By now most families have accepted that their students are doing most of their learning online. Covid-19 forced us all to quickly pivot to remote learning arrangements with little time to prepare or adapt.
Once the pandemic recedes, many students and teachers will be eager to return to classrooms and lecture halls when it’s safe to do so. But that shouldn’t spell the end of online learning according to Steven Mintz, Professor of History at The University of Texas at Austin.
“Let’s not think of online learning as a one-off or as a poor but necessary substitute for the face-to-face education we prefer,” Mintz recently wrote in Inside Education. “Let’s instead embrace this transition moment as an opportunity to move higher ed in a direction that can better serve today’s incredibly diverse, highly differentiated student body. Let’s consider this a great experiment and a challenge to our ingenuity and resourcefulness.”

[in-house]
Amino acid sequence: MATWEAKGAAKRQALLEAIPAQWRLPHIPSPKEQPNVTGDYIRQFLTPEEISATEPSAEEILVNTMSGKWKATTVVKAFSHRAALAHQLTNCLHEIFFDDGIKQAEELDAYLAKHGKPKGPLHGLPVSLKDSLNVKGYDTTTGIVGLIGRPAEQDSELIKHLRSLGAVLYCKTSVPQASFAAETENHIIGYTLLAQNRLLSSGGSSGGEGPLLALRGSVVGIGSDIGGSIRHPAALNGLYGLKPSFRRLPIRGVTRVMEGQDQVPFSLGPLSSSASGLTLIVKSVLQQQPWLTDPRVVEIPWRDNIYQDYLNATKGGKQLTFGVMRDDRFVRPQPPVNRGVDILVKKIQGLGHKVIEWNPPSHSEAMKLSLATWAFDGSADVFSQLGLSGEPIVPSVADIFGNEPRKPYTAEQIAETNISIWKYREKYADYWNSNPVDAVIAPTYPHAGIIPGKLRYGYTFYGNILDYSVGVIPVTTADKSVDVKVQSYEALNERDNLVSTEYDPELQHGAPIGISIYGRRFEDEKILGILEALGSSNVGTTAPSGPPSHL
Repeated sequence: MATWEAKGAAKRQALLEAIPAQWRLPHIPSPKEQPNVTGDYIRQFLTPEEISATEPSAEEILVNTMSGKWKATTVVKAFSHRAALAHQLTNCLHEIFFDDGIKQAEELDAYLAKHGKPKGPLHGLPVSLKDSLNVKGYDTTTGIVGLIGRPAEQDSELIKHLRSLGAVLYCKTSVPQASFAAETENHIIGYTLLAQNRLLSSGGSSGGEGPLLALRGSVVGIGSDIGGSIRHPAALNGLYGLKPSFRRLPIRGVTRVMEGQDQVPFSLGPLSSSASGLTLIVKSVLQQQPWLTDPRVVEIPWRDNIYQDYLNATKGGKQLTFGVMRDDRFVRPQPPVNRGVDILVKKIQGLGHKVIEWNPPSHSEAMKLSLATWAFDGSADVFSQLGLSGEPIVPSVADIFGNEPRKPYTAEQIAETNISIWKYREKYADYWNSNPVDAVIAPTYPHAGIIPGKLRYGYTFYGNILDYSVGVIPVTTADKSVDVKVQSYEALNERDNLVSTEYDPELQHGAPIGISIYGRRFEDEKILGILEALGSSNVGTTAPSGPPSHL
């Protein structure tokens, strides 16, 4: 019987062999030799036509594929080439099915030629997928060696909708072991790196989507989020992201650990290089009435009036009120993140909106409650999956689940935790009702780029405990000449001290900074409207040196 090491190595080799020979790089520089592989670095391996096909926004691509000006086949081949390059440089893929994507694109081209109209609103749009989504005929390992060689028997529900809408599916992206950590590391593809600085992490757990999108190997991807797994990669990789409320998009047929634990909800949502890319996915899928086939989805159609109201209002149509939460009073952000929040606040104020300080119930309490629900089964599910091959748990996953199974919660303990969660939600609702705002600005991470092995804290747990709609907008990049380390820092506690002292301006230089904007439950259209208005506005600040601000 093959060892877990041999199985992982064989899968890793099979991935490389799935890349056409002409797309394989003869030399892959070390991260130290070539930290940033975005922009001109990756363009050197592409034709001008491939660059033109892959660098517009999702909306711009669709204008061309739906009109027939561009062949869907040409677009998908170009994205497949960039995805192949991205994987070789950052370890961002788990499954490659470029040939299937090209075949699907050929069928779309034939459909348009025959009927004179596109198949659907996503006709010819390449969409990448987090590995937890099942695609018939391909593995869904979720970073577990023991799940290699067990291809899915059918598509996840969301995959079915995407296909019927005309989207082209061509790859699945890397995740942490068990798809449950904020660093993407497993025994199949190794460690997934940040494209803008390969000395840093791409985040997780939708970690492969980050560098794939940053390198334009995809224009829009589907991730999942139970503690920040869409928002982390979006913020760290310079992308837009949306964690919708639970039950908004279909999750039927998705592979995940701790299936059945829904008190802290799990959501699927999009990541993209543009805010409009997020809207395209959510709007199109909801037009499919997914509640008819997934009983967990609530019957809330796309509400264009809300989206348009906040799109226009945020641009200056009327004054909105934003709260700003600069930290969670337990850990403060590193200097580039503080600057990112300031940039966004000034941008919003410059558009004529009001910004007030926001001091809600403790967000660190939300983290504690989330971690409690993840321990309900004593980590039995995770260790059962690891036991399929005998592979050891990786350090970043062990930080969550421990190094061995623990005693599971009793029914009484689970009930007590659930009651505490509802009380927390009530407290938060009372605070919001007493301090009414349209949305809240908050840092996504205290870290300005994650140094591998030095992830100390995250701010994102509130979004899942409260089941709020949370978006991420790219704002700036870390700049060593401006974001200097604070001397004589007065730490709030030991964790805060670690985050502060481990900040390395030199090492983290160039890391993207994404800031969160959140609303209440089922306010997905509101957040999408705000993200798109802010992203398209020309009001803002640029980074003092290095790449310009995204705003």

He also notes that while undergrads may grouse about the quality of current online courses, “at least as many who work, commute or care for others appreciate online learning’s convenience and flexibility.”
For remote learning to be effective now and in a post-pandemic environment, Mintz has strived to address four key challenges in teaching his history lessons online: Isolation, engagement, rigor and quality.
Isolation is particularly tricky when students have come to expect regular interaction with fellow students and their instructors. Mintz has three ways for his students to avoid isolation: weekly breakout sessions to discuss and debate course material; messaging and chat tools to prompt interaction outside of class; and social interaction tools to facilitate group work and brainstorming.
At JazzJune, we have prioritized the importance of including a social component in online learning. Our platform will host a robust network for learners and leaders to share successes and challenges, make personal connections and ensure long-term engagement.
Nobody should feel alone in their learning journey.